Professor Richard Jones

Professor of Physics at University of Sheffield

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Professor of Physics, University of Sheffield

Richard is a physicist, with a BA and PhD from Cambridge University. Following postdoctoral work at Cornell University, he was an assistant lecturer, then lecturer, at Cambridge's Cavendish Laboratory. He moved to Sheffield as a Professor of Physics in 1998, and was Head of Department from 1999-2003. From 2009 to 2016 he was Pro-Vice Chancellor for Research and Innovation, with overall responsibility for all aspects of research, innovation and knowledge exchange across the University of Sheffield.

His work has focused on experimental studies of the nanoscale structure and properties of polymers and biological macromolecules at interfaces. He is the author of more than 120 research papers, and three books, the most recent of which is Soft Machines: nanotechnology and life, published by OUP in 2004. He was elected a Fellow of the Royal Society in 2006.

He has had a long-standing interest in public engagement and the broader societal dimensions of nanotechnology; he was the co-author, with Stephen Wood, of a report published by the UK´s Economic and Social Research Council, The Social and Economic Challenges of Nanotechnology (2003). He chaired the Nanotechnology Engagement Group, a body set up by UK Government to support the development of best practice in public engagement around nanotechnologies, and to ensure that public engagement feeds into policy and decision-making, and from 2007 to 2009 was the Senior Strategic Advisor for Nanotechnology for the Engineering and Physical Sciences Research Council.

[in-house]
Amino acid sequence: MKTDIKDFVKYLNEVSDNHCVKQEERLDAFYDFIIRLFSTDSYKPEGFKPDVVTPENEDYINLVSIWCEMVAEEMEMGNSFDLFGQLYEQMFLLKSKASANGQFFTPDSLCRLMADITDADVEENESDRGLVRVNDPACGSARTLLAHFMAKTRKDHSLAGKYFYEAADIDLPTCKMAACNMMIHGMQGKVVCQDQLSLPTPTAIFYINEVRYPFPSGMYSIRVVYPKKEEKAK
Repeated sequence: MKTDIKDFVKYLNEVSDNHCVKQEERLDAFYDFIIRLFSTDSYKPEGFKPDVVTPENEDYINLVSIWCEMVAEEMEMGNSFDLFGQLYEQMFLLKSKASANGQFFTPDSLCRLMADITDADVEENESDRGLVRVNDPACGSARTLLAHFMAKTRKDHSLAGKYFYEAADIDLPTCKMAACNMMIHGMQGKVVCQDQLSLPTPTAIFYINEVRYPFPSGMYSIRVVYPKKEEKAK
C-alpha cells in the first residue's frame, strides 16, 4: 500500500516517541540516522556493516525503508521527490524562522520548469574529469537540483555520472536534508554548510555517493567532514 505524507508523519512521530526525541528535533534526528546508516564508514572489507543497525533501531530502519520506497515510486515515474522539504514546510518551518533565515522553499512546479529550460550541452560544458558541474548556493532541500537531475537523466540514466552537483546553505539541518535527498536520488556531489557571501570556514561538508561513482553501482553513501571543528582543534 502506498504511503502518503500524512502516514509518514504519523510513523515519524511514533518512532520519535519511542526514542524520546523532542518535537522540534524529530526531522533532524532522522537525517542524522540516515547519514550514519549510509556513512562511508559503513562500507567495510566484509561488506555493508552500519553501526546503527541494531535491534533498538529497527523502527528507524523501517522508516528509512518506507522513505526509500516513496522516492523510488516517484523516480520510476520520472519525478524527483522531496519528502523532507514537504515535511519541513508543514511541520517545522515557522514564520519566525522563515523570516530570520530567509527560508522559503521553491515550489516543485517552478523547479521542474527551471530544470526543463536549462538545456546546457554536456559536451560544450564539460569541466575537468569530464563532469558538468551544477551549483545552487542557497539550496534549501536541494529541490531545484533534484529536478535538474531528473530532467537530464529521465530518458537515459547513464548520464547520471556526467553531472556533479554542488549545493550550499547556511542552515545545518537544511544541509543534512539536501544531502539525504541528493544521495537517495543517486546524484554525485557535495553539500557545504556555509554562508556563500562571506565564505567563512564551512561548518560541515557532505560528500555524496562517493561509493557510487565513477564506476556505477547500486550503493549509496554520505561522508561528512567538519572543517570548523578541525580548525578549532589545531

• 13 November 2017, 4:30pm

    Science and the future of Democracy

    The Cambridge Institute for Public Policy, the Centre for Science and Policy, and Churchill College are working together to launch a new programme on science and the future of democracy.

  • 14 February 2017, 12:45pm

    Devolution and inclusive economic growth (Manchester)

    Devolution offers new opportunities for inclusive economic growth. This workshop will bring together academics from the Universities of Cambridge and Manchester with policy professionals from local government to explore working together in city areas to enhance economic opportunities across the population.

  • In news articles

    Testing times for evidence and expertise: what lies ahead for science and innovation?

    Will political events of 2016 provoke a fundamental rethink of the role of institutions at the intersection of science, innovation, expertise, politics and power?